The people of Burkina Faso have begun voting to elect a new President and parliament.
This is the first poll after 2014 popular uprising that toppled sit-tight ruler, President Blaise Compaore.
Security is reported to be tight with up to 25,000 troops deployed across the country.
The polls, which was scheduled for October, had to be delayed due to a failed coup in September, led by members of the elite presidential guard.
The election is meant to mark the end of the transitional period following Mr Compaore’s removal. He had been in power for 27 years.
Analysts are predicting that it is most likely to be the most open and democratic vote in the country’s history.
Among the 14 candidates standing for the presidency, reports suggest that Roch Marc Christian Kabore and Zephirin Diabre are the front-runners.
A day after the military took over power in Burkina Faso, two West African Presidents, Senegal’s Macky Sall and Thomas Boni Yayi of Benin, have taken steps to mediate with the leaders of the coup.
The putsch was announced after the presidential guard stormed a cabinet meeting, detaining the Interim President and Prime Minister.
A close ally of ex-President Blaise Compaore has been named the new leader.
World leaders and the African Union (AU) have condemned the takeover.
At least three people have been killed by the presidential guard, RSP, amid protests in the capital, Ouagadougou.
Report says that an unknown number of protesters have also been detained.
The transitional government in Burkina Faso has been dissolved by the presidential guard officers.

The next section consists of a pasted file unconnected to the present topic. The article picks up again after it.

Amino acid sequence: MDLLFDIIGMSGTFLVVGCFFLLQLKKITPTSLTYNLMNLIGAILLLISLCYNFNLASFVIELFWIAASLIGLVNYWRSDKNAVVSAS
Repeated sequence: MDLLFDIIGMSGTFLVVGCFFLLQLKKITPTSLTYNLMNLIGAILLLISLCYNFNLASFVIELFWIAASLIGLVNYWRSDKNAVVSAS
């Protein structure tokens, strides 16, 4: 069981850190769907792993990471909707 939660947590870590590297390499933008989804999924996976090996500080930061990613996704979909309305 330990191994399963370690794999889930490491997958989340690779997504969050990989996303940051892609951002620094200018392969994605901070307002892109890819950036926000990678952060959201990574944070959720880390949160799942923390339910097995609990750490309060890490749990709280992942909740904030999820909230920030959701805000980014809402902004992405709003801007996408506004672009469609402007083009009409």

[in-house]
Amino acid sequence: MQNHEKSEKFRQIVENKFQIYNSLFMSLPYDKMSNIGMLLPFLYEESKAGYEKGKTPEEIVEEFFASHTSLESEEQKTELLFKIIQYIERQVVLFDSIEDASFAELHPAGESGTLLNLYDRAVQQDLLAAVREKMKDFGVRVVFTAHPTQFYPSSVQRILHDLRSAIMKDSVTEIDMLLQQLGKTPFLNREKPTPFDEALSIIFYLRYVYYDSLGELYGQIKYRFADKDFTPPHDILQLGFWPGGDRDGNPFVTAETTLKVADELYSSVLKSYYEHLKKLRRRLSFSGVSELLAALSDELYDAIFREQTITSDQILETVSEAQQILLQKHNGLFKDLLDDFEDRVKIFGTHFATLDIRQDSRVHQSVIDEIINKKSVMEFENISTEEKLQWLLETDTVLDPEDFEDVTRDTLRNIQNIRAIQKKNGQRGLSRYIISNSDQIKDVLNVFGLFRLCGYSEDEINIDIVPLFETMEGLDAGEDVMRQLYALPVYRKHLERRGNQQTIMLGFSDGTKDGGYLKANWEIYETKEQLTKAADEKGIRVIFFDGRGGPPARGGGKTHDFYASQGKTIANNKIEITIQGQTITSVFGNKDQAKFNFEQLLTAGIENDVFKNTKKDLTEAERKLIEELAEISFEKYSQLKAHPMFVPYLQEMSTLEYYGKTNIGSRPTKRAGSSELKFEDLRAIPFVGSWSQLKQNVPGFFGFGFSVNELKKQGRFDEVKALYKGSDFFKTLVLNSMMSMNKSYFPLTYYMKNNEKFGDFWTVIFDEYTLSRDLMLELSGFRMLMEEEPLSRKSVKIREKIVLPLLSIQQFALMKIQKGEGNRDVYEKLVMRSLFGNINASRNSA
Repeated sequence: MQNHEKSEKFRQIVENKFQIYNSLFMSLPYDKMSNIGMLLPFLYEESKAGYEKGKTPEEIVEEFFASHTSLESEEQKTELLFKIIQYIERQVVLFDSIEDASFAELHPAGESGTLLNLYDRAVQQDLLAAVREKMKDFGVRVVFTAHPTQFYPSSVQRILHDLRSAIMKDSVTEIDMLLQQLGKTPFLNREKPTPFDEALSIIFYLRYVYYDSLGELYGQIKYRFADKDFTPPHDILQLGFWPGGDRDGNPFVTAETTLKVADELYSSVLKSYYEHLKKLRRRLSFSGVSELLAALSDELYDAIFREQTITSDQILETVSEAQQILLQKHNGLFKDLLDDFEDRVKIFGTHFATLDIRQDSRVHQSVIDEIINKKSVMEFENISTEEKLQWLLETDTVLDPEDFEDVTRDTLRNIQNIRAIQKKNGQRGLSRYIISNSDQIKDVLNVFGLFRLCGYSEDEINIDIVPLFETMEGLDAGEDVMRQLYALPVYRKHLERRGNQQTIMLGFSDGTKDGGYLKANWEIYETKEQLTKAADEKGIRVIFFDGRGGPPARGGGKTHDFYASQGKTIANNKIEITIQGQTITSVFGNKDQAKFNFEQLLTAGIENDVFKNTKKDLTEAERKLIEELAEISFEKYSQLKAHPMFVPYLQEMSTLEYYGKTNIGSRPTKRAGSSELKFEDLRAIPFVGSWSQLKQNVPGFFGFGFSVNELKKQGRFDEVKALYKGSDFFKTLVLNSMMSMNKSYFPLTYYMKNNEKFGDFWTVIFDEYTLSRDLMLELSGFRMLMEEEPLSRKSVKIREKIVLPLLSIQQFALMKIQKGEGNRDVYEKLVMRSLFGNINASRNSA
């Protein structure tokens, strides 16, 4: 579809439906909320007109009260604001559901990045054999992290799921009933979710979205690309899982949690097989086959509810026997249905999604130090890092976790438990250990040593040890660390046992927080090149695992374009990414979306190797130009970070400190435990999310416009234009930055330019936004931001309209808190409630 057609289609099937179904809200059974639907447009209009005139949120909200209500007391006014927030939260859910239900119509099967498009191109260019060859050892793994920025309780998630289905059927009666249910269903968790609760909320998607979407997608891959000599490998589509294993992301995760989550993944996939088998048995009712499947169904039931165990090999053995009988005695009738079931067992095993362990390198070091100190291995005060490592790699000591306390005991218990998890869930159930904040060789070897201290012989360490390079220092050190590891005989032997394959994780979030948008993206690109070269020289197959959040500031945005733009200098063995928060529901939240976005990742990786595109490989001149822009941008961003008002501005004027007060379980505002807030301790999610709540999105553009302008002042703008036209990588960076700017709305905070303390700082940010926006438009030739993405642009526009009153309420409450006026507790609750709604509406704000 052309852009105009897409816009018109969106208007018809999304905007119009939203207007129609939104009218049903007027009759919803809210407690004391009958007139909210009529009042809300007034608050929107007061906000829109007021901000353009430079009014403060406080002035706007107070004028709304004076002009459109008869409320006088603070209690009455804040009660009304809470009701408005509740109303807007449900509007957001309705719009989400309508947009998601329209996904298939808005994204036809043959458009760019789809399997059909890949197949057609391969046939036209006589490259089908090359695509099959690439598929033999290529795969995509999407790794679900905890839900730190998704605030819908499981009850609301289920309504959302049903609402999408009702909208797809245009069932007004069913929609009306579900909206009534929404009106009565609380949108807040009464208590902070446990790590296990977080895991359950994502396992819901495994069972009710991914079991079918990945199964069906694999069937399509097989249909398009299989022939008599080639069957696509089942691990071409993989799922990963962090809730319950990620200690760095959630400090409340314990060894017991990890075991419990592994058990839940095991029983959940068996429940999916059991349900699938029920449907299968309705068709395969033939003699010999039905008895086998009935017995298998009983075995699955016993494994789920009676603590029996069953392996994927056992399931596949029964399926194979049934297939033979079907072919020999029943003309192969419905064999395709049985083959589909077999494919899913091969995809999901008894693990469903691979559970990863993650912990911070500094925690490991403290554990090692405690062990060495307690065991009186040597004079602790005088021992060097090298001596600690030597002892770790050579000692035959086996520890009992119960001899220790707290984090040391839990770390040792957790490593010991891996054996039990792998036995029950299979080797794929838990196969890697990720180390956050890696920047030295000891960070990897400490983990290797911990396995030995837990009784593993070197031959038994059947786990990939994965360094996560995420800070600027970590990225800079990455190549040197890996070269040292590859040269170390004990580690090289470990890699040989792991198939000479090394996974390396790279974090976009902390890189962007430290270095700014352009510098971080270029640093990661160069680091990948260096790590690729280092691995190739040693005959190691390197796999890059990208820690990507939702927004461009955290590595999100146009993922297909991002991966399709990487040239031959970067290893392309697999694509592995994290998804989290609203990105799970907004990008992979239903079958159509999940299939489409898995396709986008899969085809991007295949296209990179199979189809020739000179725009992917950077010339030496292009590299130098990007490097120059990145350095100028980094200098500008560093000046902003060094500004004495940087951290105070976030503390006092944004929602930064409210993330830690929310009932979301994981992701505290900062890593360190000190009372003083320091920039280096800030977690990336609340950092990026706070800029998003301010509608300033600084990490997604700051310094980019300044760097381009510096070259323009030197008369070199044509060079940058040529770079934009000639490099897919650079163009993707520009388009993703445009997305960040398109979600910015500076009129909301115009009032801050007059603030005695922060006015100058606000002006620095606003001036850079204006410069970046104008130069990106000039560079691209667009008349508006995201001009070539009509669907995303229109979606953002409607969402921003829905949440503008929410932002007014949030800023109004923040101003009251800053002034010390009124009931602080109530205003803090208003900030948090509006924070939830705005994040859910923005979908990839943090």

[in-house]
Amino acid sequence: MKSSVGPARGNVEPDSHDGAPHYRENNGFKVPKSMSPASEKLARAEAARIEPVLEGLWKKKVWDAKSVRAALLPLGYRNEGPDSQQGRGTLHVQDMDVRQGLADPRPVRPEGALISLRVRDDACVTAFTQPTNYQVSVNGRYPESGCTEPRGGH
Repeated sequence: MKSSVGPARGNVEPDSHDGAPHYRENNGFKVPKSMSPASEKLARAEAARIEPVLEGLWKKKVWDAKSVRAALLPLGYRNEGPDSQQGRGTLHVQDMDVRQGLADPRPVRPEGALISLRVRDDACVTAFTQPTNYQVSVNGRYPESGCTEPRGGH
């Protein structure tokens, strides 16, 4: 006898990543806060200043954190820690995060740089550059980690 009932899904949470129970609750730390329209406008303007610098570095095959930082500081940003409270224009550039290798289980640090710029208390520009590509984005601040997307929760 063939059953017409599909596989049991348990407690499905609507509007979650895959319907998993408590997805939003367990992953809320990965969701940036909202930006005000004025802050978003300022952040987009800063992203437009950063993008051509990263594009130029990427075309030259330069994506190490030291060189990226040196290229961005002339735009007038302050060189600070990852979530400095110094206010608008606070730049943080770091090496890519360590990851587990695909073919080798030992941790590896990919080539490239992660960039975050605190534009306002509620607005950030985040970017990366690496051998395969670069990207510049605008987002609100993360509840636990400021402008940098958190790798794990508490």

To end the deviant regime, a new “national democratic council” in the country had taken control.
Interim Parliament Speaker, Cheriff Sy, said the move was “clearly a coup”.
There is heavy shooting by presidential forces at the revolutionary square in the capital, Oaugadougou.
On Wednesday, the Interim President and Prime Minister were arrested by the presidential guards.
They were due to hand power to a new government after elections on October 11.
Hundreds of civilians sought shelter in the United Nations Mission in South Sudan’s compound adjacent to the Juba International Airport on Thursday (December 19) following fighting that broke out in the city on Sunday.
South Sudanese Government troops battled to regain control of a flashpoint town and sent forces to quell fighting in a vital oil producing area on Thursday, the fifth day of a conflict that has deepened ethnic divisions in the two-year-old nation.
The conflict, which has so far killed up to 500 people, has alarmed South Sudan’s neighbours. African mediators held talks with President Salva Kiir on Thursday to try to broker peace.
The fighting that erupted around the capital Juba on Sunday night has quickly spread, pitting loyalists of the former Vice President Riek Machar, a Nuer, against Kiir, a member of the dominant Dinka clan.
Fighting erupted on Sunday night between soldiers in the presidential guard, following a coup attempt on President Salva Kiir’s government by soldiers loyal to his former deputy Riek Machar.
However, Machar, whose dismissal in July led to months of tensions, has denied Kiir’s accusation that he had led a coup attempt.
The fighting, which broke out overnight and intensified in the early morning with reports of continuous gunfire and several explosions, has led to a night time curfew.
Mr Kiir said the government was in full control of the capital, Juba, after a night of heavy fighting.